Treatment of complex regional pain syndrome type I with neridronate: a randomized, double-blind, placebo-controlled study

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Abstract

Objective. Complex regional pain syndrome type I (CRPS-I) is a severely disabling pain syndrome for which no definite treatment has been established. The aim of this multi-centre, randomized, double-blind placebo-controlled trial was to test the efficacy of the amino-bisphosphonate neridronate in patients with CRP-I.

Methods. Eighty-two patients with CRP-I at either hand or foot were randomly assigned to i.v. infusion of 100 mg neridronate given four times over 10 days or placebo. After 50 days the former placebo patients were given open label the same regimen of neridronate.

Results. Within the first 20 days, visual analogue scale (VAS) score decreased significantly more in the neridronate group. In the following 20 days, VAS remained unchanged in the placebo group and further decreased in the active group by 46.5 mm (95% CI −52.5, −40.5) vs 22.6 mm (95% CI −28.8, −16.3) for placebo group (P < 0.0001). Significant improvements vs placebo were observed also for a number of other indices of pain and quality of life. During the open-extension phase in the formerly placebo group the results of treatment were superimposable on those seen during the blind phase in the active group. A year later none of the patients was referring symptoms linked to CRPS-I.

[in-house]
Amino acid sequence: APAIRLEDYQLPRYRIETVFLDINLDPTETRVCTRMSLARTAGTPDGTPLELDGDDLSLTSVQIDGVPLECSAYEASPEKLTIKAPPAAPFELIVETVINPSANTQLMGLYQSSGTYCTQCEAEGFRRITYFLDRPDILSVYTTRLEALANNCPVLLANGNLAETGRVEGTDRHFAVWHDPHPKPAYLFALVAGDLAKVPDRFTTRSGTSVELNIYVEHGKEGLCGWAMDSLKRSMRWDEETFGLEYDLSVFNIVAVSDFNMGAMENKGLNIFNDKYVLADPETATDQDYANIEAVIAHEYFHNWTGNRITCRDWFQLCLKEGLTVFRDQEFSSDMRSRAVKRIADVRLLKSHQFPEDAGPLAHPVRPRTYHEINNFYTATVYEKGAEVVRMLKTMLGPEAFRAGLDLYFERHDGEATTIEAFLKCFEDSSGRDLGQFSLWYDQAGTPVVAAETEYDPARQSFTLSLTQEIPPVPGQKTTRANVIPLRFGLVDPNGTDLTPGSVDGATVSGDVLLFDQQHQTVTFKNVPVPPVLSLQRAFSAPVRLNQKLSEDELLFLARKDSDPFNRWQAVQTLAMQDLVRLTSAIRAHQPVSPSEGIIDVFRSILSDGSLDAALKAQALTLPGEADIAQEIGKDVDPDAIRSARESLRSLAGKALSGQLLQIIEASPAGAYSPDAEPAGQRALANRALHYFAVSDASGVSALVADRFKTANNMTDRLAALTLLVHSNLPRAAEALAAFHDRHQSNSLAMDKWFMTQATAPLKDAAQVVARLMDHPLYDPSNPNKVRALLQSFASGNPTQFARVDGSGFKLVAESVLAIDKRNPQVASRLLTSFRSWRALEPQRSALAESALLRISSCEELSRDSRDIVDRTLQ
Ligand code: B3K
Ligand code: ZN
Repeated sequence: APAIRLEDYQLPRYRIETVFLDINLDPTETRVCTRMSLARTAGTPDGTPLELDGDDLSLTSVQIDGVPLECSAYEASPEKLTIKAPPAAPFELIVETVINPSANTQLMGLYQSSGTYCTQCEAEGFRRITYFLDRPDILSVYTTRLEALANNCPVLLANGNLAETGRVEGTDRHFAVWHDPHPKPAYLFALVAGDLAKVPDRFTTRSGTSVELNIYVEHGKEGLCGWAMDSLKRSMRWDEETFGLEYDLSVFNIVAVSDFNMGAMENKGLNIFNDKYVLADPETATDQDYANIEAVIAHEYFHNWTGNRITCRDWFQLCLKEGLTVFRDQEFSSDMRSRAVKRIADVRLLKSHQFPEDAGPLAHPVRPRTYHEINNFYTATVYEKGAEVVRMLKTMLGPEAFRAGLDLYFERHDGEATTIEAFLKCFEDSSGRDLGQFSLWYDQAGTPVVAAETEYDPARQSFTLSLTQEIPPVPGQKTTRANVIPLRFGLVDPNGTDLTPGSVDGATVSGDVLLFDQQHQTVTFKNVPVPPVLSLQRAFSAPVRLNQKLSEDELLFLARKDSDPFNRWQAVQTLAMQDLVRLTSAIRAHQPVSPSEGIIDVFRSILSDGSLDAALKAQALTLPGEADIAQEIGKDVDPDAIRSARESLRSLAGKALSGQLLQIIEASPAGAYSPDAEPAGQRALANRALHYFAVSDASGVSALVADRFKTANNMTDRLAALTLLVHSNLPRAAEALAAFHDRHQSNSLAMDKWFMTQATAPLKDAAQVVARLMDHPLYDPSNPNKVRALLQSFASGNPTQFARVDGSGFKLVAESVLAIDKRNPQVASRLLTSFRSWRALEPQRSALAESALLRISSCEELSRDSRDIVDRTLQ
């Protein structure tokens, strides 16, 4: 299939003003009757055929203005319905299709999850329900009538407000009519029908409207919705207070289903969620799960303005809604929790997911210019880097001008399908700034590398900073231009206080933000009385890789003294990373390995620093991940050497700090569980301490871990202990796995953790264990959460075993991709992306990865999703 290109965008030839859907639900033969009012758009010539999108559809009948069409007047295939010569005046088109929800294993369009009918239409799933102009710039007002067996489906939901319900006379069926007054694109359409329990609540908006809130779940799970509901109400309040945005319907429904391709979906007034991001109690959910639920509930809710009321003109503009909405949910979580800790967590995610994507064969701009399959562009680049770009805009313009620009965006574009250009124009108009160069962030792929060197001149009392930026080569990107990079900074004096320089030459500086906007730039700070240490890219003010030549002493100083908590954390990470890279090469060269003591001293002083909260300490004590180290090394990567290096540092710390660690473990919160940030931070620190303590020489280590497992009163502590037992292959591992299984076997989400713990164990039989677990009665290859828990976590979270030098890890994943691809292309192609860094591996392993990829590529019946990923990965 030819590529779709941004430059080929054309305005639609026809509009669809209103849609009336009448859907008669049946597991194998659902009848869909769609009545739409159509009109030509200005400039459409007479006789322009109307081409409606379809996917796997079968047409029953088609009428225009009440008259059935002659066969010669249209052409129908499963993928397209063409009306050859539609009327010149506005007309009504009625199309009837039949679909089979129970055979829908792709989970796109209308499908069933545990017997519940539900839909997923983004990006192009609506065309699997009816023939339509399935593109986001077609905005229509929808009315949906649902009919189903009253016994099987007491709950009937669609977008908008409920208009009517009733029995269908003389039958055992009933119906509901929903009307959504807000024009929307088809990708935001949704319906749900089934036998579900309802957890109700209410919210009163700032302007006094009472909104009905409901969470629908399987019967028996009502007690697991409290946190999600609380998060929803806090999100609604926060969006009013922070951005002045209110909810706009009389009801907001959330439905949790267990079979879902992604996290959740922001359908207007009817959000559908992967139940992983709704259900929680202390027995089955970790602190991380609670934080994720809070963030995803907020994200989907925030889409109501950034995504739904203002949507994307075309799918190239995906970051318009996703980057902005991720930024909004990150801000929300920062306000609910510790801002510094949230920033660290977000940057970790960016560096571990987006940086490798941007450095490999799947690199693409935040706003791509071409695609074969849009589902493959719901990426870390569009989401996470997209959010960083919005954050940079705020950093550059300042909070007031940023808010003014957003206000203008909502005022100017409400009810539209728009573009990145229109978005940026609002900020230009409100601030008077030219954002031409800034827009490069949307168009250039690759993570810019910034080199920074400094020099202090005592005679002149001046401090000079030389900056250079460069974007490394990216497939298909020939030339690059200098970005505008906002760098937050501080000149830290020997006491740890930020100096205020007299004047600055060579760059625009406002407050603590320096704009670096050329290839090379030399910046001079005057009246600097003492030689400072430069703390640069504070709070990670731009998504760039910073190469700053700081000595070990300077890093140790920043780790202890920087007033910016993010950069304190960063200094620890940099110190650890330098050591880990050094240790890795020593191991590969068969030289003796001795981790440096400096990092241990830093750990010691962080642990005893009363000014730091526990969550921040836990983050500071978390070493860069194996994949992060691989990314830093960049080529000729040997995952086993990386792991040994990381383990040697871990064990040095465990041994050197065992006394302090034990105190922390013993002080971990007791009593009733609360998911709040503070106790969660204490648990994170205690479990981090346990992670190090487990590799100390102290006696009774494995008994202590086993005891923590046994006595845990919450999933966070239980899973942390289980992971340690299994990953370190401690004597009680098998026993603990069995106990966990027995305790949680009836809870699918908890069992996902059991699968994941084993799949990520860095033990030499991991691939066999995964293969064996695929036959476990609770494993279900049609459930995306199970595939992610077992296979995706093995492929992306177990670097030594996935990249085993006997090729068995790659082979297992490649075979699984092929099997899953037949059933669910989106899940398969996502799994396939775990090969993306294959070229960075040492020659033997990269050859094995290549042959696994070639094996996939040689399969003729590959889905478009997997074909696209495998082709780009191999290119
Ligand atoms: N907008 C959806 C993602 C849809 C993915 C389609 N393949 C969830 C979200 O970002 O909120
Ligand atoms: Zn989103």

Conclusion. In patients with acute CRPS-I, four i.v. infusions of neridronate 100 mg are associated with clinically relevant and persistent benefits. These results provide conclusive evidence that the use of bisphosphonates, at appropriate doses, is the treatment of choice for CRPS-I.

Trial registration: EU Clinical Trials Register, https://www.clinicaltrialsregister.eu/, 2007-003372-18.

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